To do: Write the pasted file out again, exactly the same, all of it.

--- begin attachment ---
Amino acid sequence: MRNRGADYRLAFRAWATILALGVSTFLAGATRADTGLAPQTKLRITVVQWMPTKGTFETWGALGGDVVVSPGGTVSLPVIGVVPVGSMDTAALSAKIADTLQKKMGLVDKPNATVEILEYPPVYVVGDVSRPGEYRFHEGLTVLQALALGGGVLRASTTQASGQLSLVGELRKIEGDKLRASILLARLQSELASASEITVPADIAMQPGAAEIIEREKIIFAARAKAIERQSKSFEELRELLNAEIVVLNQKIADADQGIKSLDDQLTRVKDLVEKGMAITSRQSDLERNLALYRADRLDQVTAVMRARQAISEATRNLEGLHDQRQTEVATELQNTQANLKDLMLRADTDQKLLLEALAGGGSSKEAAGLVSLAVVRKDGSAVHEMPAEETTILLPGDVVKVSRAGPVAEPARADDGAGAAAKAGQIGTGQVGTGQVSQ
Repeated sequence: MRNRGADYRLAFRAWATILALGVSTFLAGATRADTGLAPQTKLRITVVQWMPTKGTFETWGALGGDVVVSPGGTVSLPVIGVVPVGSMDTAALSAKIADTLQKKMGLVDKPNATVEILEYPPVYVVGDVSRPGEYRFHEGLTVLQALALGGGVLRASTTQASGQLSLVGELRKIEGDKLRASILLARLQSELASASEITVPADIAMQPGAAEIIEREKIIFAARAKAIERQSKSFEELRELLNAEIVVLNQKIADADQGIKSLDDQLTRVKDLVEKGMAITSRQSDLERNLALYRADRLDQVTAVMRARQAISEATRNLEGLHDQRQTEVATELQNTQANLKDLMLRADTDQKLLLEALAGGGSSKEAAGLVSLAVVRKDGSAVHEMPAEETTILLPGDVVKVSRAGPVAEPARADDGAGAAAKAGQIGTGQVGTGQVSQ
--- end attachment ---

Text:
Amino acid sequence: MRNRGADYRLAFRAWATILALGVSTFLAGATRADTGLAPQTKLRITVVQWMPTKGTFETWGALGGDVVVSPGGTVSLPVIGVVPVGSMDTAALSAKIADTLQKKMGLVDKPNATVEILEYPPVYVVGDVSRPGEYRFHEGLTVLQALALGGGVLRASTTQASGQLSLVGELRKIEGDKLRASILLARLQSELASASEITVPADIAMQPGAAEIIEREKIIFAARAKAIERQSKSFEELRELLNAEIVVLNQKIADADQGIKSLDDQLTRVKDLVEKGMAITSRQSDLERNLALYRADRLDQVTAVMRARQAISEATRNLEGLHDQRQTEVATELQNTQANLKDLMLRADTDQKLLLEALAGGGSSKEAAGLVSLAVVRKDGSAVHEMPAEETTILLPGDVVKVSRAGPVAEPARADDGAGAAAKAGQIGTGQVGTGQVSQ
Repeated sequence: MRNRGADYRLAFRAWATILALGVSTFLAGATRADTGLAPQTKLRITVVQWMPTKGTFETWGALGGDVVVSPGGTVSLPVIGVVPVGSMDTAALSAKIADTLQKKMGLVDKPNATVEILEYPPVYVVGDVSRPGEYRFHEGLTVLQALALGGGVLRASTTQASGQLSLVGELRKIEGDKLRASILLARLQSELASASEITVPADIAMQPGAAEIIEREKIIFAARAKAIERQSKSFEELRELLNAEIVVLNQKIADADQGIKSLDDQLTRVKDLVEKGMAITSRQSDLERNLALYRADRLDQVTAVMRARQAISEATRNLEGLHDQRQTEVATELQNTQANLKDLMLRADTDQKLLLEALAGGGSSKEAAGLVSLAVVRKDGSAVHEMPAEETTILLPGDVVKVSRAGPVAEPARADDGAGAAAKAGQIGTGQVGTGQVSQ